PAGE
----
It's just like what they tell you if you have to go into a prison. We are all Nixonian madmen now. Strauss would be horrified.

5:23 PM  
Anonymous Anonymous said...

Anyone seen this?

"The man dubbed the Butcher of the Balkans [was] responsible for the deaths of at least 250,000 people," says Britain's Sun tabloid in memorium. That's a lot of death. Coincidently last week, the Lancet Medical Journal now estimates that the US invasion and three-year occupation of Iraq has killed more than 250,000 Iraqi civilians. That's a full one percent of the country's pre-war population: the equivalent of three million Americans, to convert the blood to a currency the West better appreciates.

But then the United States doesn't recognize the Hague, except for others. And it doesn't do body counts, unless the bodies can be laid at the feet of its enemies. At whose feet will Milosovic lie? Those of another butcher, still plying his trade.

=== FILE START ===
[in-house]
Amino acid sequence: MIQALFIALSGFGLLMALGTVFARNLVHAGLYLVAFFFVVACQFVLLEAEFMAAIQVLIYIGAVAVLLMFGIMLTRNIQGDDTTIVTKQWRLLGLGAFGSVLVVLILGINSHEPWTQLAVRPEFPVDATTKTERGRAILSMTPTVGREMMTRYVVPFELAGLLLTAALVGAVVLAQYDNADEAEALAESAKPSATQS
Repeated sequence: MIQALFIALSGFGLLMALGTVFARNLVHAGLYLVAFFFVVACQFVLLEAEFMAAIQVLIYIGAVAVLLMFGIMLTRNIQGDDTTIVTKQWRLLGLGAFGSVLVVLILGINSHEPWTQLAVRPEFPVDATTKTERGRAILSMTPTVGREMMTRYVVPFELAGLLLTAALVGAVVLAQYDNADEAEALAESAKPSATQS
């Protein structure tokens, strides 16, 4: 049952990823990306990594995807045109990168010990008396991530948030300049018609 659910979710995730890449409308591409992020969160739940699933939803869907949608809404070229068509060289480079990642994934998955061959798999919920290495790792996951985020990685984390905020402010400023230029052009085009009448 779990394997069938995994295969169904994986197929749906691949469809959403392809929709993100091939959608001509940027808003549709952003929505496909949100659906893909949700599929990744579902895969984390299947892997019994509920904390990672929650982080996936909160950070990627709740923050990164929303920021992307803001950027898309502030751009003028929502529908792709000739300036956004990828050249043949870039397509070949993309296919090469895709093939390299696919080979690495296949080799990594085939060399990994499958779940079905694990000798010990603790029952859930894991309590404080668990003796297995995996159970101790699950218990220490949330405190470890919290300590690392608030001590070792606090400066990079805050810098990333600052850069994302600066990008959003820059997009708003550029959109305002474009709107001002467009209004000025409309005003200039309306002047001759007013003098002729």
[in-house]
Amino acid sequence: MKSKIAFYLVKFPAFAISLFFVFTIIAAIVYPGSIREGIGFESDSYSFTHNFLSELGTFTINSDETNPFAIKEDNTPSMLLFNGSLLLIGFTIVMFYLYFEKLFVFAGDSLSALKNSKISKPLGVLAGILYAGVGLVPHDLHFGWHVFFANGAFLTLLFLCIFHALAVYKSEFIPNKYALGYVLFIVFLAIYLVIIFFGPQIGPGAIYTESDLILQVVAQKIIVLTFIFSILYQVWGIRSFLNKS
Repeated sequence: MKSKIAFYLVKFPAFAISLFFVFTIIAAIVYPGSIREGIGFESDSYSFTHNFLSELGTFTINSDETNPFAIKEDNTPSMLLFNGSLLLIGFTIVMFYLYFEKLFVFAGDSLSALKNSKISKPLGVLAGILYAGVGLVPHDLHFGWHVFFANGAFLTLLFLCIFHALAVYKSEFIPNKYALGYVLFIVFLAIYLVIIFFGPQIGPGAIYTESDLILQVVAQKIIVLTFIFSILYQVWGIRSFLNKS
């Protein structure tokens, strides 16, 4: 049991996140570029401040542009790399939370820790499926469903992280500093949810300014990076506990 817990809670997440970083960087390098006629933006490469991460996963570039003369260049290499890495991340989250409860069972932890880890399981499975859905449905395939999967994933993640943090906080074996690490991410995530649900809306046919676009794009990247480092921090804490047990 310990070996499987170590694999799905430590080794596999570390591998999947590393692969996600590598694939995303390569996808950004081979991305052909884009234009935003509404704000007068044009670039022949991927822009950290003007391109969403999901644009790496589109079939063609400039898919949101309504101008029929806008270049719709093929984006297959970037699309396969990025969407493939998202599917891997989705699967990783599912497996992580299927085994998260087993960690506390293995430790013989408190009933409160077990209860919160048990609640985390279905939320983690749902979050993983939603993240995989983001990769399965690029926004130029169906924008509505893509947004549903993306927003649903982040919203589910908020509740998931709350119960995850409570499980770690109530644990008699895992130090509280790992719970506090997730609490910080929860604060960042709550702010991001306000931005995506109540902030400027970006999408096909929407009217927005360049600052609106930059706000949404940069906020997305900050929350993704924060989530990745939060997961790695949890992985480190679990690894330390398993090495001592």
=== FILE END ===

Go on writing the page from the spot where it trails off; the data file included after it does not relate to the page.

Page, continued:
6:06 PM  
Anonymous Anonymous said...

The reason its a sentance is becuase international law is not analogous to domestic law. A first year law student learns that. Dometsic law is not voluntarist, intenrational law is - which means a country can choose, in most cases, not to take on an international obligation. So it is not a violation of int'l law for the US to refuse to sign the ICC. That, however, is differnt then taking on an obligation and then ignoring it. See Arabia, Saudi.

Moreover, the concept of sovreign equality is a FICTION. International Law has always given great power a special place - thats why we have the P5. As such, yeah, the US can act in a way that is different then Serbia, and not violate Intenrational law. Even the most liberal of legal scholars, see Phillip Alston, would conceede the point.

1:29 PM  
Anonymous Anonymous said...

Anyone seen this other thing? Alexander Cockburn cites various sources to the effect that Milosevic was winning.